During the last two years, Oubre led a series of public planning sessions to get input from students, faculty and staff, as well as community members. Oubre also collaborated with transportation experts, including traffic engineers, parking consultants and specialists in pedestrian and bicycle traffic.
“Before we started the plan, it was very important to us to understand the dynamics of this institution, not simply from an educational perspective, but also to determine what were the important pieces that the University needed and could provide to the community at large to make this place a very special place,” Oubre said.
The development of University Research Park and university-owned frontage on West Congress Street is an integral element of the master plan. Oubre cited the opportunity to create a “research village” there. A market analysis showed the need to build more than 600 residential units for graduate students, young professionals and retirees.
The plan recommends doubling the size of the convention center that’s next to the Cajundome and building a hotel nearby.
Oubre said results of an analysis of space in academic buildings were a bit surprising. An assessment showed that there is adequate room to accommodate growth if some academic buildings on the main campus are renovated and spaces are reallocated. The issue was of particular interest because campus is landlocked.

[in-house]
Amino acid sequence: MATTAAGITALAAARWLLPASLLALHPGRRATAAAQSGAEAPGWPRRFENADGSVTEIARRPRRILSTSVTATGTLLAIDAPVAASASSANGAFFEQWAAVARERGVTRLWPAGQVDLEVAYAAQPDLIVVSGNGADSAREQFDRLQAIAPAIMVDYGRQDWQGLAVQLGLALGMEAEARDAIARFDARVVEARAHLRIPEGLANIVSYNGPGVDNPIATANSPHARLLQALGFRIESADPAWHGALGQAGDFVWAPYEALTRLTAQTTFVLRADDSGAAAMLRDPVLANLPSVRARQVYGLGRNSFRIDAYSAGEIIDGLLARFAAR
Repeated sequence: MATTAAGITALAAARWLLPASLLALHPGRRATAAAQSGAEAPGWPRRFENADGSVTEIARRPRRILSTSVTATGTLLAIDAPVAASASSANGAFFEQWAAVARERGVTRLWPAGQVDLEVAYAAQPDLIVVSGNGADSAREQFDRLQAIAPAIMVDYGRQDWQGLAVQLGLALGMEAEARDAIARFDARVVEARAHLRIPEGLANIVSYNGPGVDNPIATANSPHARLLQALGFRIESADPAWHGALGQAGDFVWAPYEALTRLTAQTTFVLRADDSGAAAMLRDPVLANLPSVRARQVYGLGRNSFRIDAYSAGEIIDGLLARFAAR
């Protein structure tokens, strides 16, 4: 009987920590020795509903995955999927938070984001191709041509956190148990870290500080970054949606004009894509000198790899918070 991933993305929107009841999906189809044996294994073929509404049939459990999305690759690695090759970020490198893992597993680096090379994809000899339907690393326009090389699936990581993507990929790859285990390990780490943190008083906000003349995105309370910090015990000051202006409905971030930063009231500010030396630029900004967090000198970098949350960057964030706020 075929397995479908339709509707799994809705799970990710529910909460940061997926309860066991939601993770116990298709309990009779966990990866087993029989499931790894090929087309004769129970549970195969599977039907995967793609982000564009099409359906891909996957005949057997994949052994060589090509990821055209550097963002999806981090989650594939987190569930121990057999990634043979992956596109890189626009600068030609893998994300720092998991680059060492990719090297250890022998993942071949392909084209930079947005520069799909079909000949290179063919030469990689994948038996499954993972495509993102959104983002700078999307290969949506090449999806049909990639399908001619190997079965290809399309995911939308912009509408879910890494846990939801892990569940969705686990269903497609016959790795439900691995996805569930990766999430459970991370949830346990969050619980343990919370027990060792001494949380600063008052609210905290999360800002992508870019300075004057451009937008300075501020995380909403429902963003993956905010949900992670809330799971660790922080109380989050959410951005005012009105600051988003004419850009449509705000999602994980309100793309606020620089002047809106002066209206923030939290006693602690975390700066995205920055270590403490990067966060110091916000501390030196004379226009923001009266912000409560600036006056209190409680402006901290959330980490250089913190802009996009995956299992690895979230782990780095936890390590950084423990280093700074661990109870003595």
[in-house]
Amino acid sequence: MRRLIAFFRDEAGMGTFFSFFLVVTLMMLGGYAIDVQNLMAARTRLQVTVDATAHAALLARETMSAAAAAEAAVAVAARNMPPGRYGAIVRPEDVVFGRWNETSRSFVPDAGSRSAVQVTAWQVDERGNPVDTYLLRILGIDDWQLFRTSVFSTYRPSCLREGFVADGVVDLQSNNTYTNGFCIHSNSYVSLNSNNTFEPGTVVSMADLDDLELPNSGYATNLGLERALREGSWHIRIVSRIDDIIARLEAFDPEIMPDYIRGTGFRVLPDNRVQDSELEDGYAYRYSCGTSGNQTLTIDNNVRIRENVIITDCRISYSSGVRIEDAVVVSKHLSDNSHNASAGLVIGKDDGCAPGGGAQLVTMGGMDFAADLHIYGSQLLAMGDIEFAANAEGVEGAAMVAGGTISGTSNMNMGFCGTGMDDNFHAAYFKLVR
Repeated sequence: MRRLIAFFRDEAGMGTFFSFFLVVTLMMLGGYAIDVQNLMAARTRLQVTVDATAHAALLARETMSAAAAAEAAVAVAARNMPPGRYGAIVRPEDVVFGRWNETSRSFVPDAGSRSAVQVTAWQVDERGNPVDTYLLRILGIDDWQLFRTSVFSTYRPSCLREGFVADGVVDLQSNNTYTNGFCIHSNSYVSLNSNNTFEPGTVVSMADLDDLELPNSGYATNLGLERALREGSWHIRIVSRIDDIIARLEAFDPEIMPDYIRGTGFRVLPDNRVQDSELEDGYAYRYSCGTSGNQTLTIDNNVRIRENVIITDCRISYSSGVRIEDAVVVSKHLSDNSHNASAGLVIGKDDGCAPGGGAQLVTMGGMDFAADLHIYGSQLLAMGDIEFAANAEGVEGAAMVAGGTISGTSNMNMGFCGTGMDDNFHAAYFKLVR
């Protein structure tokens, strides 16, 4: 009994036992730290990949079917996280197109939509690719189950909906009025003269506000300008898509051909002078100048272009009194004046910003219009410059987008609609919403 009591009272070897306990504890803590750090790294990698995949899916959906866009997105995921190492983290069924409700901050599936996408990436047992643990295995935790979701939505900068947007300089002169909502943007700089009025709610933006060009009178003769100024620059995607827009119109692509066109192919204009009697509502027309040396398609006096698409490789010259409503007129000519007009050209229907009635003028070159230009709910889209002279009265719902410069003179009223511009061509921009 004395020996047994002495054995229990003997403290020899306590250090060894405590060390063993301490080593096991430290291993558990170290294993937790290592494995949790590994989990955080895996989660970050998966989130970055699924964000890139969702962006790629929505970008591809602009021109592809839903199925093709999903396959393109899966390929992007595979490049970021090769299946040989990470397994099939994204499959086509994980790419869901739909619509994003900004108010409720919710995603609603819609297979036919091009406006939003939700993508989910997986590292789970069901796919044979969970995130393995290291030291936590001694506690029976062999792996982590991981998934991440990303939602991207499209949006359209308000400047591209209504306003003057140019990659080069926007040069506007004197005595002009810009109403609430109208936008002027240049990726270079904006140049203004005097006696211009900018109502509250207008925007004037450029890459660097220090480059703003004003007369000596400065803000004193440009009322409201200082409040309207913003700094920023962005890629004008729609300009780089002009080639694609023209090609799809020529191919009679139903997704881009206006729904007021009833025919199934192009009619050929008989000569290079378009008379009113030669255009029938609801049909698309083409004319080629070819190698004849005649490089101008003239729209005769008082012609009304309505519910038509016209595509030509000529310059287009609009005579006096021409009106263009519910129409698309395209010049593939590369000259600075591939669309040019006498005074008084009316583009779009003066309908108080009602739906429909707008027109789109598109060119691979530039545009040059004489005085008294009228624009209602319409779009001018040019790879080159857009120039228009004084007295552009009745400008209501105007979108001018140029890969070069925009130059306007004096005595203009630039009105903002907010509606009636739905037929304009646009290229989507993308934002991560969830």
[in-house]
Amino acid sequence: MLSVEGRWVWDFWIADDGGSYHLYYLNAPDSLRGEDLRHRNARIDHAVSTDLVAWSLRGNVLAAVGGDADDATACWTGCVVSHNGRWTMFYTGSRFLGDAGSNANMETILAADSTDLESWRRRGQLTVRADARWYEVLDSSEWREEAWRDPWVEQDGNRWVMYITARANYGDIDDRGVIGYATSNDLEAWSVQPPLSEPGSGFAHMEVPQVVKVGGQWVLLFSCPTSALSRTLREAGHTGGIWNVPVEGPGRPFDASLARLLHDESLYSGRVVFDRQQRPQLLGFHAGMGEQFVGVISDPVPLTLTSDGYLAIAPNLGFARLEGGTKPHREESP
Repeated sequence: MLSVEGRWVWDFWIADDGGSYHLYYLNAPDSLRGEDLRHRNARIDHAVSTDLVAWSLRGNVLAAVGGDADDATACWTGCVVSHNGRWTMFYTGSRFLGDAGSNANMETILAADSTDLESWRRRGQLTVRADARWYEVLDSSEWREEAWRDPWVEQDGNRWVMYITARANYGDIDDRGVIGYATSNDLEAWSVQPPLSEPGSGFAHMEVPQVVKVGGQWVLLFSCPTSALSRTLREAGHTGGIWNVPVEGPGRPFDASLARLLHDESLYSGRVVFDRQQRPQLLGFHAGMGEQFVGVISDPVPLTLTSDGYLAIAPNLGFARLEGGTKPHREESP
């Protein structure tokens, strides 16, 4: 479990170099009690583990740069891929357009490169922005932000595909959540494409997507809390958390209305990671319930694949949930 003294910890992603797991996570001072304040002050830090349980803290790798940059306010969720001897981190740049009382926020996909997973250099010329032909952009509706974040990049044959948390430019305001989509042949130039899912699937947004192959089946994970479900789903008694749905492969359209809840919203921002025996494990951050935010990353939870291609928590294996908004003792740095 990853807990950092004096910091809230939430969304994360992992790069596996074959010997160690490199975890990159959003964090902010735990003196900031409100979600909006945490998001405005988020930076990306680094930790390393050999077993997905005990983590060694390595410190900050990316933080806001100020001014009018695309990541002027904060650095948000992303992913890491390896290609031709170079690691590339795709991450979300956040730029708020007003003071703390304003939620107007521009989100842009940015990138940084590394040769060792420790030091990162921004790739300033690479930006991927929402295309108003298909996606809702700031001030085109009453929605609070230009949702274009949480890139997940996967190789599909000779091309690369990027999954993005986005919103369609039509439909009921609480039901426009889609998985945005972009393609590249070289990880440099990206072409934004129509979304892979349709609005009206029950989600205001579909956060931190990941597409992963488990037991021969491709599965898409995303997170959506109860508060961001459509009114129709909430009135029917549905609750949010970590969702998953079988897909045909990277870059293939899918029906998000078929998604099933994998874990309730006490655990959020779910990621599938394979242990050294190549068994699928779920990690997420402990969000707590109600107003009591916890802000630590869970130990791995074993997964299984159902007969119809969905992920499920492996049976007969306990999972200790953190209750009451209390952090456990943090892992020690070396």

Oubre said the overall goal is to create “a campus village,” where people live, work, shop and socialize at buildings within a walking distance of about 10 minutes. He noted that the main campus is only about three blocks from downtown Lafayette.
“If we do our job well, it will improve not only the visual quality but the academic success that this University experiences,” Oubre said.
In October, UL Lafayette students voted to approve a self-assessed student fee to support implementation of the University master plan.
A key issue students want addressed is more parking spaces near campus, Oubre said.
The master plan calls for two parking towers to be constructed.
Additional parking, bikeways and bike stations would be provided on the perimeter of campus, as well.
An initial master plan initiative already under way is the ongoing renovation and expansion of the UL Lafayette Student Union. The $36 million project, which began with demolition work late last year, is slated for completion in December 2014.
Once finished, the new student union will be 30,000 feet larger than the old structure, which was 128,000 square feet. Construction is progressing on pace, said Bill Crist, UL Lafayette facilities director.
“About half of the concrete slabs that will comprise the foundation of the new structure have been poured, and steel structural beams have been erected,” Crist said.
Also, a new asphalt parking lot opened last week behind sorority row. It replaces a limestone one near the intersection of Coliseum Drive and Souvenir Gate.
Several final touches, such as paint striping and planting grass in the medians, will be completed in coming days.